Whatever the technologies underpinning the solution – the overall direction is for IT to provide business services that add value and enhance business agility rather than simply being part of “the cost of doing business” – maybe we need more videos like this to help us think about the possibilities?

Is technology at the heart of business, or is it simply an enabler?

I saw a video from Cisco this morning, and found it quite inspirational. The fact it’s from Cisco isn’t really relevant (indeed, if I showed it without the last few seconds you woudn’t know) but it’s a great example of how IT is shaping the world that we live in – or, more precisely, how the world is shaping the direction that IT is taking:

In case you can’t see the video above, here are some of the key statistics it contains:

  • Humans created more data in 2009 alone than in all previous years combined.
  • Over the last 15 years, network speeds have increased 18 million times.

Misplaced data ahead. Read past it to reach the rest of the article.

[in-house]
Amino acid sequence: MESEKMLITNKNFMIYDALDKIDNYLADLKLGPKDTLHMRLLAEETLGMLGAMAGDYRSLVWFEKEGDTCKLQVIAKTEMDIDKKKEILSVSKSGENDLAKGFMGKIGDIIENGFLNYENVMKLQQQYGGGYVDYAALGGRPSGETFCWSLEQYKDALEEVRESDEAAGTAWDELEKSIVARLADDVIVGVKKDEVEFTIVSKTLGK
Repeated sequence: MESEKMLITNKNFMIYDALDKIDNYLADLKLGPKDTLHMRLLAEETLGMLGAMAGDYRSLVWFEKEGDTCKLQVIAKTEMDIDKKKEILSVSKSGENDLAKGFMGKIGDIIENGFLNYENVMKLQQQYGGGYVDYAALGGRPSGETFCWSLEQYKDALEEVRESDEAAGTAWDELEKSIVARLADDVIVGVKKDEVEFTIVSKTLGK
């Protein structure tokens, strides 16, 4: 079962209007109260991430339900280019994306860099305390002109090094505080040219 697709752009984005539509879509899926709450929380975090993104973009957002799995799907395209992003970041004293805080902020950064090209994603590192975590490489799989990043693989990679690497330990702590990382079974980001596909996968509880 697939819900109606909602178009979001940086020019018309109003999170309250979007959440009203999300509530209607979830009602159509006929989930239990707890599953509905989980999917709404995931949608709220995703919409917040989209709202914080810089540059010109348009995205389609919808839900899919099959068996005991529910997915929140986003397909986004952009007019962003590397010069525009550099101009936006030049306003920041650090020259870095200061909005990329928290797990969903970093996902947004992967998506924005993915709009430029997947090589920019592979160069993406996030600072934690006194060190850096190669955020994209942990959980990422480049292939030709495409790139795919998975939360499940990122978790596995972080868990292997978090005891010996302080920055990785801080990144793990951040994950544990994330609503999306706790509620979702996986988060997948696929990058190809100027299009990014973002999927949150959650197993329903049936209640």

• Information is moving to the cloud; 8/10 IT Managers plan to use cloud computing within the next 3 years.
  • By 2015, tools and automation will eliminate 25% of IT labour hours.
  • We’re using multiple devices: by 2015 there will be nearly one mobile-connected device for every person on earth;
  • 2/3 of employees believe they should be able to access information using company-issued devices at any time, at any location;
  • 60% believe they don’t need to be in an office to be productive;
  • This is creating entirely new forms of collaboration.
  • “The real impact of the information revolution isn’t about information management but on relationships; the ability to allow not dozens, or hundreds, but thousands of people to meaningfully interact” [Dr Michael Schrage, MIT].
  • By 2015 companies will generate 50% of web sales via their social presence and mobile applications.
  • Social business software will become a $5bn business by 2013.